Aaron Kaplan (Dealer Code LKNAK) of Friendly Clock Shop specializes in clock sales and restoration. He recently moved to a larger space on Queen Street in our Alpharetta store where he and his wife, Lillian, have been dealer-merchants for one and a half years. Aaron sells clocks, figurines, Doulton, Toby mugs and miscellaneous merchandise in his booth. He loves being a part of the Queen family because of the great atmosphere and helpful staff. He particularly enjoys selling grandfather clocks, mantle clocks, and wall clocks, but really enjoys repairing them.

Aaron's favorite items in his own home, besides clocks, are figurines and lamps. He enjoys victorian, art nouveau, art deco and Asian trends. Aaron collects clocks, loves reading and especially enjoys family time with his wife, Lillian. He and Lillian grew up in New York City and have four children and eight grandchildren. Aaron previously worked for North American Aviation, Rockwell International, and Boeing Aircraft Company and is now retired. Be sure to stop by the Alpharetta Queen and say hi to Aaron - you can usually find him at the Queen in his booth doing minor repairs.

Are you a dealer? Do you want to be featured on the Queen of Hearts blog? Email for more information!

Thursday, October 13, 2016

Dealer Phil Done of The Country Cottage and author of The Ornament Box

We love to feature our creative, savvy, and talented dealer-merchants and thought you would enjoy getting to know them! Meet Phil Done of The Country Cottage, Dealer PNP on Church Street, in our Alpharetta Queen of Hearts.

Phil has been a dealer-merchant at the Queen of Hearts since February 2016 and specializes in European cottage collectibles hand-picked from Hungary, Romania, and France. He says that his favorite part about being a dealer-merchant at the Queen is finding treasures (just like a pirate!) and fluffing the booth. 

A year ago, Phil moved back to the states and married his partner, Piotr. Phil and Piotr sell an array of European pieces. Piotr is from Poland, and they lived in Budapest for a total of ten years. Twice now, they have brought over containers full of European collectibles, including grain sacks, seltzer bottles, vintage teddy bears, dough bowls, pickle jars, demi-johns, and enamelware. Phil attributes their success to personally hand-picking unique pieces. They live in Marietta with their doggie, Roxie.

These are a few of Phil's Favorite Things:

  • European Enamelware (because he loves the bright colors!) 
  • Finding old European teddy bears stuffed with straw, but says that it is hard for him to part with them unless he knows they are going to a good home. 
  • His dog, Roxie and his partner, Piotr. Piotr likes the selling and business part of it, so together they make a great team.
  • An old china cabinet with a bowed glass front that is in his home. It resembles the one his grandmother used to have, and he remembers as a child listening to her tell the stories of all the pretty things behind the glass, which probably started his love of antiques.
  • Palettes of warm gray and off-white 
  • Painted furniture and that "chippy" is still in - you used to not be able to sell anything with a ding or chip in it!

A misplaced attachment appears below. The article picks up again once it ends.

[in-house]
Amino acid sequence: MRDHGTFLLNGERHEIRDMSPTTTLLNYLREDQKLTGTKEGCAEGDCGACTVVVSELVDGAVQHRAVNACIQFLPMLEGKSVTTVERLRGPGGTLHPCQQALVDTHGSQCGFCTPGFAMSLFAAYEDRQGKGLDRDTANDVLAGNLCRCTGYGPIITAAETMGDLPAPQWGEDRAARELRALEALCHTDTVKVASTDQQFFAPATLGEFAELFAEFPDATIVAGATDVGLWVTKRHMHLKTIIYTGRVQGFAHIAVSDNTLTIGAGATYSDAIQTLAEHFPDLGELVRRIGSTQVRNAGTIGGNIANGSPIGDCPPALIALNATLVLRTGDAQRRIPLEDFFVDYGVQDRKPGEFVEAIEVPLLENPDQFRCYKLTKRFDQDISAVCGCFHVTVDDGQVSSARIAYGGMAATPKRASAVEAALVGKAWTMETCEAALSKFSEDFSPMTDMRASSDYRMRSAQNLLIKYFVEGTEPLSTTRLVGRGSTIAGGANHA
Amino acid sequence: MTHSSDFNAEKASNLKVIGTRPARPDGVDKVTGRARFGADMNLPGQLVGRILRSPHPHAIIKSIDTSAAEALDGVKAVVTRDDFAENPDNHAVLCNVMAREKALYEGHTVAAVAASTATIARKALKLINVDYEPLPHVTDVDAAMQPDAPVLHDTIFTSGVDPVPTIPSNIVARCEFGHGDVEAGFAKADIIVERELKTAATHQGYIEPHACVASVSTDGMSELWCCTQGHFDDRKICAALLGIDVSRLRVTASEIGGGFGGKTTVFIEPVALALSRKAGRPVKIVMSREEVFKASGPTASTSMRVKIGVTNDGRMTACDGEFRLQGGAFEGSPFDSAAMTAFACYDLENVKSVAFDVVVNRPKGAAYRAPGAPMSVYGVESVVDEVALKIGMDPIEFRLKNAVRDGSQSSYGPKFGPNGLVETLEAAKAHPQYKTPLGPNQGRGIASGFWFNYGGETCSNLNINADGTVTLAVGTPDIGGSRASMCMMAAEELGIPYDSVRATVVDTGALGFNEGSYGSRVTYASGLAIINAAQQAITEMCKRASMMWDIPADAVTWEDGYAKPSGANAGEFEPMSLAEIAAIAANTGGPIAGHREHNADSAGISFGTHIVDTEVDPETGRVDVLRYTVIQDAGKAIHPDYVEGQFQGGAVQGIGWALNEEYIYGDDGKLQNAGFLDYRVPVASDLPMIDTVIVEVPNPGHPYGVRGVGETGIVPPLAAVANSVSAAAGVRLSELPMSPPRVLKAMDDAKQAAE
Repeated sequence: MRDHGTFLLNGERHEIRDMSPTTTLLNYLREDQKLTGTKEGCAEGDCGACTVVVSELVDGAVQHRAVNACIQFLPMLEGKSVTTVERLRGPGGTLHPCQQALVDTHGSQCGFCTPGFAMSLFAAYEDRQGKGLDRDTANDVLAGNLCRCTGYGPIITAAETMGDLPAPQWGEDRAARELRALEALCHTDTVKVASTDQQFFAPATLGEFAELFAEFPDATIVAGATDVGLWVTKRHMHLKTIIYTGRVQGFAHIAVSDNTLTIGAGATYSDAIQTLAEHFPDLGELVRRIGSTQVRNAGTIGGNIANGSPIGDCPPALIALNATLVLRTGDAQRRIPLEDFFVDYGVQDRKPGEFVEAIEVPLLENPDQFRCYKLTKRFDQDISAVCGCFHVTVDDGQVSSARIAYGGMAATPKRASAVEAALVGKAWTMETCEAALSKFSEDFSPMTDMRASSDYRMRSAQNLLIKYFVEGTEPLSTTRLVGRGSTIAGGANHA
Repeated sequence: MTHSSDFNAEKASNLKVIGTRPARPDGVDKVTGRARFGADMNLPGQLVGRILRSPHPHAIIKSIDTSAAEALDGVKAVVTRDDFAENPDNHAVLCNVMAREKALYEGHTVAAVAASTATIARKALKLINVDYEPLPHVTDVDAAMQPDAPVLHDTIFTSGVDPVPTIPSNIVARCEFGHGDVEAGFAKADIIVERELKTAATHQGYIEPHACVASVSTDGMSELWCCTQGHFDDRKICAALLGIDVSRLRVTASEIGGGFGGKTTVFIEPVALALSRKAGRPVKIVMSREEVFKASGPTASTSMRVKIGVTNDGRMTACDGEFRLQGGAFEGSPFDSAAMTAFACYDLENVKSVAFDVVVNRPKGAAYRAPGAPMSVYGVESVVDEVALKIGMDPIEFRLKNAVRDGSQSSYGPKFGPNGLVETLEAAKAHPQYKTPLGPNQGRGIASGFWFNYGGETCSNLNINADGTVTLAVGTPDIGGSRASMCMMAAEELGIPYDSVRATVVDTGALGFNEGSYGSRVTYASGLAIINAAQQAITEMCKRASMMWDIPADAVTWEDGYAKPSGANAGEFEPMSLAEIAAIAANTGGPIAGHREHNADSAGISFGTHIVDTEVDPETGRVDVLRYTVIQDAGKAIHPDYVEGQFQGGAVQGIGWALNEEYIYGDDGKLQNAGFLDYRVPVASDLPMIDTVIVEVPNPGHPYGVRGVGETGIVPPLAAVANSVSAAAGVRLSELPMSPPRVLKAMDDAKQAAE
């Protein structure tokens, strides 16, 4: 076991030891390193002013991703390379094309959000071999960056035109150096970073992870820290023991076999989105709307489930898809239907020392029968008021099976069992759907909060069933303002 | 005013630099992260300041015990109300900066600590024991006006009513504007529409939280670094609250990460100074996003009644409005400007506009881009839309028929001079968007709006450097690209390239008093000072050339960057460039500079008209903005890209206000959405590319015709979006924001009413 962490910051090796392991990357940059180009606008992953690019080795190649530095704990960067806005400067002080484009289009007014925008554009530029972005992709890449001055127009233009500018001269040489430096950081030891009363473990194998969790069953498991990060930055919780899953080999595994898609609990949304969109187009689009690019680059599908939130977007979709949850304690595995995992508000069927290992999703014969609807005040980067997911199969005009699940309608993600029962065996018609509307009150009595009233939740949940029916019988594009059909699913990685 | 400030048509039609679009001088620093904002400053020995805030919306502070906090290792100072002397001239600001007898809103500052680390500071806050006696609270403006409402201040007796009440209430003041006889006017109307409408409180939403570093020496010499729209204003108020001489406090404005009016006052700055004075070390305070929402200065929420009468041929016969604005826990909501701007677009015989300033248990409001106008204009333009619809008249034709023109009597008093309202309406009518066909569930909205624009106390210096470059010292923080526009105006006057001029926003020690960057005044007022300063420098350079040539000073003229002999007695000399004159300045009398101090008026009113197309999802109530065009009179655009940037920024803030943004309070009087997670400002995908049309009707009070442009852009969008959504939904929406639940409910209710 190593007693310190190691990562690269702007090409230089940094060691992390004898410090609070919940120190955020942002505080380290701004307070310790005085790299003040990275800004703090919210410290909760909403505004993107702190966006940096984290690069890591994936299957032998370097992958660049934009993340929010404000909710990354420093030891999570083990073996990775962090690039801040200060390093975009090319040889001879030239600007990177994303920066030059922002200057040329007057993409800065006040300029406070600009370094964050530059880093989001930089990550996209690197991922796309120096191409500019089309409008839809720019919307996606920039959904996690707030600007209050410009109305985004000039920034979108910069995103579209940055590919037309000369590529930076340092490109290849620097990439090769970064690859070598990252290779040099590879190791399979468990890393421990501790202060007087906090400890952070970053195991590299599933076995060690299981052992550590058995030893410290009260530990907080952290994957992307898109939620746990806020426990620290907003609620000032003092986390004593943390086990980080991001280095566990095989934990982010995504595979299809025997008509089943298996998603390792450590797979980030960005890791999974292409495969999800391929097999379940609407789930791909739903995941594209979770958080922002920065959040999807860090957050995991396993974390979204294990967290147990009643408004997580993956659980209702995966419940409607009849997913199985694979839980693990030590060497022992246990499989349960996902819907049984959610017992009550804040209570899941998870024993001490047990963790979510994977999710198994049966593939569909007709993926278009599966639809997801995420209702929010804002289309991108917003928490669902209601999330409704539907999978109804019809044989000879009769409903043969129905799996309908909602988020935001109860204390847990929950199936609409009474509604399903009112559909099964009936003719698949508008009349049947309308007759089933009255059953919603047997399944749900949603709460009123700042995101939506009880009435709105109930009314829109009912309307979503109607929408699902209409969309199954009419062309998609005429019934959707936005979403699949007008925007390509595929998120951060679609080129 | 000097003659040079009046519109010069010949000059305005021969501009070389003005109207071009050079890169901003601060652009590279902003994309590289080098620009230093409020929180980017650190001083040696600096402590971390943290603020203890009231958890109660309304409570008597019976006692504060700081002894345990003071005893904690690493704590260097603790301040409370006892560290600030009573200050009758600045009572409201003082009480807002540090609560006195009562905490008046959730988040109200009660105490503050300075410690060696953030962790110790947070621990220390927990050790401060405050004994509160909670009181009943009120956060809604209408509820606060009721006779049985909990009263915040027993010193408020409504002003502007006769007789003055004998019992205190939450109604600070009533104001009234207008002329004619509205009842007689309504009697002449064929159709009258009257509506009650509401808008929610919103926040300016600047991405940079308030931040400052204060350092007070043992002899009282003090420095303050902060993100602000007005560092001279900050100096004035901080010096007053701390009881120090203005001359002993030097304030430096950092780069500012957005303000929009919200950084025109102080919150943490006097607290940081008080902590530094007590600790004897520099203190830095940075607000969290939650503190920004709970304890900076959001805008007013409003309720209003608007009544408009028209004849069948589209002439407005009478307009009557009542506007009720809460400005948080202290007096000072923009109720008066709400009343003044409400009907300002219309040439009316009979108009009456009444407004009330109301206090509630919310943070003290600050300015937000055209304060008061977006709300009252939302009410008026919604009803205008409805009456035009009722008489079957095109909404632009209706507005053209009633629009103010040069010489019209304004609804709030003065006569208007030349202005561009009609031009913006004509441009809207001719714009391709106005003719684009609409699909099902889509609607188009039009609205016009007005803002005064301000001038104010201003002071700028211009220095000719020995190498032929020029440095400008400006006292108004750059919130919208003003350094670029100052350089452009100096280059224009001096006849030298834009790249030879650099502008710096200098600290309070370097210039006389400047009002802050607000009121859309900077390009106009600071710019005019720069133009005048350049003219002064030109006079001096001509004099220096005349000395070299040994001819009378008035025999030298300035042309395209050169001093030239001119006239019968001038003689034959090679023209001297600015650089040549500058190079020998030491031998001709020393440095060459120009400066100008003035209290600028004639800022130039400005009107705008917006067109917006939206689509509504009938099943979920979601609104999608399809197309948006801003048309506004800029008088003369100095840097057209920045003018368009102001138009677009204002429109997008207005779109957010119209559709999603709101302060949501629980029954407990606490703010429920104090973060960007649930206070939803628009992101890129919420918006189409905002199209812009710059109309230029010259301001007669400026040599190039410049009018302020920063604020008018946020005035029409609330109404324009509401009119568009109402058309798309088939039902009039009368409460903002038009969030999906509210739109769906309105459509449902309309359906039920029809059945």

• Taking old things and find new uses for them. Recently, he was amazed when he saw an old mattress coil turned upside down, lined with sheet music, and transformed into a vase for dried flowers.
  • He also admires the work of many of our dealers at the Queen!

Besides hunting down treasures for his booth, Phil has two other loves: teaching and writing. Originally from California, Phil taught 15 years in California public schools before moving to Europe, which had always been a dream. In Europe, he taught third, fourth and fifth grade for 10 years at the American International School of Budapest, one of the premier international schools in the world. 

In his first two books, 32 Third Graders and One Class Bunny: Life Lessons from Teaching and Close Encounters of the Third-Grade Kind: Thoughts on Teacher-hood, he wrote about the funny and poignant things that happen in the elementary classroom. His third book, The Charms of Miss O'Hara: Tales of Gone With the Wind and the Golden Age of Hollywood from Scarlett's Little Sister, is a biography of film star Ann Rutherford, best known for her role as Carreen O’Hara, youngest sister in Gone With the Wind. Phil's writing has also been featured in Reader's Digest, Real Simple, and The New York Times.

Phil's fourth book, The Ornament Box, with a foreword by classic film star Debbie Reynolds, will be released on October 11, Both Hallmark and Lifetime have expressed interest in adapting it for television. 

The Ornament Box is the story of one family told through its ornaments. As they are unwrapped on Christmas Eve, so too are the family’s relationships, struggles, and secrets. The ornaments tell stories of love and loss: sometimes they are worn and broken— just like us. This is about what unites a family: tradition, holiday, and sickness, and shows us that the eternal spirit of Christmas is not beneath the tree; rather, it is within.  

Meet Phil Done and have him sign a personalized copy of The Ornament Box for you at any of the below times. If you can't make the book signings, The Ornament Box will be on sale at all three of our locations for $16.95 and is a perfect stocking stuffer!

Alpharetta Store, 670 N Main, Alpharetta:
Thursday, November 3     5 to 7 pm
Friday, November 4         1 to 3 pm
Saturday, November 5     1 to 3 pm
Sunday, November 6       1 to 3 pm
Saturday, December 3     3 to 5 pm 

Marietta Store - 2745 Sandy Plains Road, Marietta:
Thursday, Nov 10      6 to 8 pm
Saturday, Nov 12      3 to 5 pm

Check out their Facebook page at

For more information about The Ornament Box, go to, or email your questions to